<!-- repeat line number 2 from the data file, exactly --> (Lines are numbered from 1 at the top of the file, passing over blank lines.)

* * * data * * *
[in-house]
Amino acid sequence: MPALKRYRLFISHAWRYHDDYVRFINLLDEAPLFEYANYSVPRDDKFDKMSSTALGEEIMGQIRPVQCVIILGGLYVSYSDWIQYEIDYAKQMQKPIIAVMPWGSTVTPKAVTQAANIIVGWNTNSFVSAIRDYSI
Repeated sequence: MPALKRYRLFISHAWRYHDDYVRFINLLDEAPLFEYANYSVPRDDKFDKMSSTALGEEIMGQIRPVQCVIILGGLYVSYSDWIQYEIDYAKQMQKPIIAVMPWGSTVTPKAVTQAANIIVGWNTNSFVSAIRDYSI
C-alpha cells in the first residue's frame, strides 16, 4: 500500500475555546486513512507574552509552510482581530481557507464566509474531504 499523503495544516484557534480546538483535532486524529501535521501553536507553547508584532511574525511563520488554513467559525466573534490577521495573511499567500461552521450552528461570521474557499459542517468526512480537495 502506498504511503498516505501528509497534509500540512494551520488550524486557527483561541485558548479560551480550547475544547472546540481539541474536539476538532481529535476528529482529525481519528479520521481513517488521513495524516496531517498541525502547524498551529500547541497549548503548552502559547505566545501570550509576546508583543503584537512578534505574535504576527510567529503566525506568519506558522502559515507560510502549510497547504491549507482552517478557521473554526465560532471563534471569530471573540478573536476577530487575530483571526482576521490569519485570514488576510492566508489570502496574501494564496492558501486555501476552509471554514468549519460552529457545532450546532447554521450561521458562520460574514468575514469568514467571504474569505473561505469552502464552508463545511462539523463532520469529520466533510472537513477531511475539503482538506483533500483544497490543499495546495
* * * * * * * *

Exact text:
Amino acid sequence: MPALKRYRLFISHAWRYHDDYVRFINLLDEAPLFEYANYSVPRDDKFDKMSSTALGEEIMGQIRPVQCVIILGGLYVSYSDWIQYEIDYAKQMQKPIIAVMPWGSTVTPKAVTQAANIIVGWNTNSFVSAIRDYSI